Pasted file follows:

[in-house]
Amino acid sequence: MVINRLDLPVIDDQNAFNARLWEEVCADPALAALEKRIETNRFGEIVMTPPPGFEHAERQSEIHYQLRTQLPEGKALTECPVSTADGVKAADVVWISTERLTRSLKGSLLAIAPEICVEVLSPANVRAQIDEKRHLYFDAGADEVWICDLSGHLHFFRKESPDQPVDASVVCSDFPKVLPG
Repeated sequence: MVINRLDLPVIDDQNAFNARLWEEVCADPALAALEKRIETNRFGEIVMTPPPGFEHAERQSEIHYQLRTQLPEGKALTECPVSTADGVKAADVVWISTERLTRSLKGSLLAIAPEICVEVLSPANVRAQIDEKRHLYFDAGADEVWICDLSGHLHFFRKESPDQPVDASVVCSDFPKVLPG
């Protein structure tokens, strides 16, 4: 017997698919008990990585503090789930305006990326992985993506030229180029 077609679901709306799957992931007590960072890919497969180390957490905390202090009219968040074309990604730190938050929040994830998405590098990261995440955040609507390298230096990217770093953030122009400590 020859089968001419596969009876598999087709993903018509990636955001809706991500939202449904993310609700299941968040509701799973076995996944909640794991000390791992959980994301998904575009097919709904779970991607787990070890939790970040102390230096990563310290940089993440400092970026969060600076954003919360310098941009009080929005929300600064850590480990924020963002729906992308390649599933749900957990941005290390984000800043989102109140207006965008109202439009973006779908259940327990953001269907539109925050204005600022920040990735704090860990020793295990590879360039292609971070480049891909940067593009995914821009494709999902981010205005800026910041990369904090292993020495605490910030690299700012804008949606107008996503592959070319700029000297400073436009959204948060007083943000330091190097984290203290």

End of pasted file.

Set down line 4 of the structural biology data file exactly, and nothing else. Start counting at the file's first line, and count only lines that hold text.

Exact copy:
């Protein structure tokens, strides 16, 4: 017997698919008990990585503090789930305006990326992985993506030229180029 077609679901709306799957992931007590960072890919497969180390957490905390202090009219968040074309990604730190938050929040994830998405590098990261995440955040609507390298230096990217770093953030122009400590 020859089968001419596969009876598999087709993903018509990636955001809706991500939202449904993310609700299941968040509701799973076995996944909640794991000390791992959980994301998904575009097919709904779970991607787990070890939790970040102390230096990563310290940089993440400092970026969060600076954003919360310098941009009080929005929300600064850590480990924020963002729906992308390649599933749900957990941005290390984000800043989102109140207006965008109202439009973006779908259940327990953001269907539109925050204005600022920040990735704090860990020793295990590879360039292609971070480049891909940067593009995914821009494709999902981010205005800026910041990369904090292993020495605490910030690299700012804008949606107008996503592959070319700029000297400073436009959204948060007083943000330091190097984290203290």